The Simons Foundation is pleased to announce that Emery N. Brown, M.D., Ph.D., has joined its board of directors.
Dr. Brown is the Edward Hood Taplin Professor of Medical Engineering and Computational Neuroscience at MIT and the Warren M. Zapol Professor of Anaesthesia at Harvard Medical School. He is also a practicing anesthesiologist at Massachusetts General Hospital.
Dr. Brown joins fellow board members mathematician David Eisenbud, physician Margaret A. Hamburg, physicist Peter Littlewood, computer scientist William H. Press, hedge fund executive Mark Silber, molecular biologist Shirley M. Tilghman, Simons Foundation president Marilyn H. Simons, and Simons Foundation chairman James H. Simons.
Dr. Brown is an anesthesiologist and statistician. His research focuses on understanding the neuroscience of how the presence of anesthetics in the brain creates the states of general anesthesia. He also develops signal processing algorithms to solve pressing challenges in neuroscience. The recipient of the 2018 Dickson Prize in Science and a 2018 inductee into the Florida Inventors Hall of Fame, Brown was a 2015 Guggenheim Fellow in Applied Mathematics. He has also received the 2015 American Society of Anesthesiologists Award for Excellence in Research, the 2012 NIH Director’s Transformative Research Award, the 2011 Jerome Sacks Award from the National Institute of Statistical Science and the 2007 NIH Director’s Pioneer Award.
Eisenbud is a mathematician who serves as the director of the Mathematical Sciences Research Institute (MSRI) in Berkeley, California. He previously served as the director of the Simons Foundation’s Mathematics and Physical Sciences division and as president of the American Mathematical Society (AMS). Eisenbud’s mathematical interests include commutative and noncommutative algebra, algebraic geometry, topology and computer methods. Eisenbud is also a board member of Math for America. He received the 2020 AMS Award for Distinguished Public Service.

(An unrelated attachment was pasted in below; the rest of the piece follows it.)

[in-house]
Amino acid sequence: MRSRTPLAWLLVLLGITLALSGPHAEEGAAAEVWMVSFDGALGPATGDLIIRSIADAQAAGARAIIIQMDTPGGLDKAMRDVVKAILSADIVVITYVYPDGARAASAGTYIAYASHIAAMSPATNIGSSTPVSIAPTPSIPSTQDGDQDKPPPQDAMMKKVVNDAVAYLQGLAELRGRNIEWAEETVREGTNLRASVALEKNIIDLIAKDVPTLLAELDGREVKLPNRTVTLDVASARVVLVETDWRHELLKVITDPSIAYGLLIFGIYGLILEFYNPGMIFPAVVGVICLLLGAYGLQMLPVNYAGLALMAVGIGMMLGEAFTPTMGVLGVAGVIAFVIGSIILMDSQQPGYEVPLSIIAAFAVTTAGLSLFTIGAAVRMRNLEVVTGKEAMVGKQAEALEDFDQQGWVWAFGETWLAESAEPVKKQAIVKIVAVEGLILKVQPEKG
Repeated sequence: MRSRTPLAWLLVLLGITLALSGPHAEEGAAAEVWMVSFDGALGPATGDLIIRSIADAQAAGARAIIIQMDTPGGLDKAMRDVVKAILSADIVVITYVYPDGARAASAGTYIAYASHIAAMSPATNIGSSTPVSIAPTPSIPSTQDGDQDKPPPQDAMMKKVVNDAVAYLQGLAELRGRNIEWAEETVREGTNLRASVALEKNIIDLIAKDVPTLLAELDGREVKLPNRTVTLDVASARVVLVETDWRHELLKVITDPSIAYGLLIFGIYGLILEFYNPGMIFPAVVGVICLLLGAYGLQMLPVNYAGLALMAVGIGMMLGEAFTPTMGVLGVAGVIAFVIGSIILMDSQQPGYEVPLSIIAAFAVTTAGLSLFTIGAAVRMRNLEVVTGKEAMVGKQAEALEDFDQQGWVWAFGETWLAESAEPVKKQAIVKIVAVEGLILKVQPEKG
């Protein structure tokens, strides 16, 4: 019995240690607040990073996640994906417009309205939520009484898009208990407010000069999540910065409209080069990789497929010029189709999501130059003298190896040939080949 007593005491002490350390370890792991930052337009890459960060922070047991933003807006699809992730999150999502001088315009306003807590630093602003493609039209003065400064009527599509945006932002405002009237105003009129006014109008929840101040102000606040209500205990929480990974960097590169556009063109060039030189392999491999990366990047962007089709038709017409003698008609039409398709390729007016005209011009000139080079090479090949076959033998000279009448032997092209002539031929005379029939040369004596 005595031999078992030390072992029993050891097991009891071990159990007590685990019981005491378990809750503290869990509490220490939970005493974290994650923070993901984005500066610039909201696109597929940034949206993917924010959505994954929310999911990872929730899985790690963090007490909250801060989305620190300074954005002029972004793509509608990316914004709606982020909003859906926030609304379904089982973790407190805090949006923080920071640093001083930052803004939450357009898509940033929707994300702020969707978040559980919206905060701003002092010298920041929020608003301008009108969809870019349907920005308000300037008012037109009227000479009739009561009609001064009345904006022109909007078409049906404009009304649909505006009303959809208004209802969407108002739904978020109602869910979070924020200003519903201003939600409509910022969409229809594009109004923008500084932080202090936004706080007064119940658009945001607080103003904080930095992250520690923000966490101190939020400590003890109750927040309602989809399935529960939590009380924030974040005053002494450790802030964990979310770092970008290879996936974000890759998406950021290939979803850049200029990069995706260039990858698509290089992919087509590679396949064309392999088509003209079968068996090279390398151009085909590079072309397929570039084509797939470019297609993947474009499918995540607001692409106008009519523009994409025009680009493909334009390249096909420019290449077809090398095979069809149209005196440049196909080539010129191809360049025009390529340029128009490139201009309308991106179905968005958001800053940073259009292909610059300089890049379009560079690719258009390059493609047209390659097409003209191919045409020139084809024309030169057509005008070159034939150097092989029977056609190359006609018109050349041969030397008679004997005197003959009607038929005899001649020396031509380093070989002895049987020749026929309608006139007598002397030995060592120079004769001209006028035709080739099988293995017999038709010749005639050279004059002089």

Dr. Hamburg is a leader in public health and medicine and currently serves as foreign secretary of the National Academy of Medicine and chair of the Nuclear Threat Initiative’s NTI | bio Advisory Group. She previously served as the commissioner of the U.S. Food and Drug Administration from May 2009 to April 2015. She previously held roles as assistant secretary for planning and evaluation in the U.S. Department of Health and Human Services, health commissioner for New York City, and assistant director of the National Institute of Allergy and Infectious Diseases at the National Institutes of Health.
Littlewood is a professor of physics at the University of Chicago. He previously led the Argonne National Laboratory, the Cavendish Laboratory, and the Theory of Condensed Matter group and the theoretical physics research department at Bell Laboratories. He is the founding executive chair of the Faraday Institution, the U.K.’s independent center for electrochemical energy storage science and technology, supporting research, training and analysis. His research interests include superconductivity and superfluidity; strongly correlated electronic materials; collective dynamics of glasses; density waves in solids; neuroscience; and applications of materials for energy and sustainability. He also serves as a member of the Flatiron Institute’s scientific advisory board.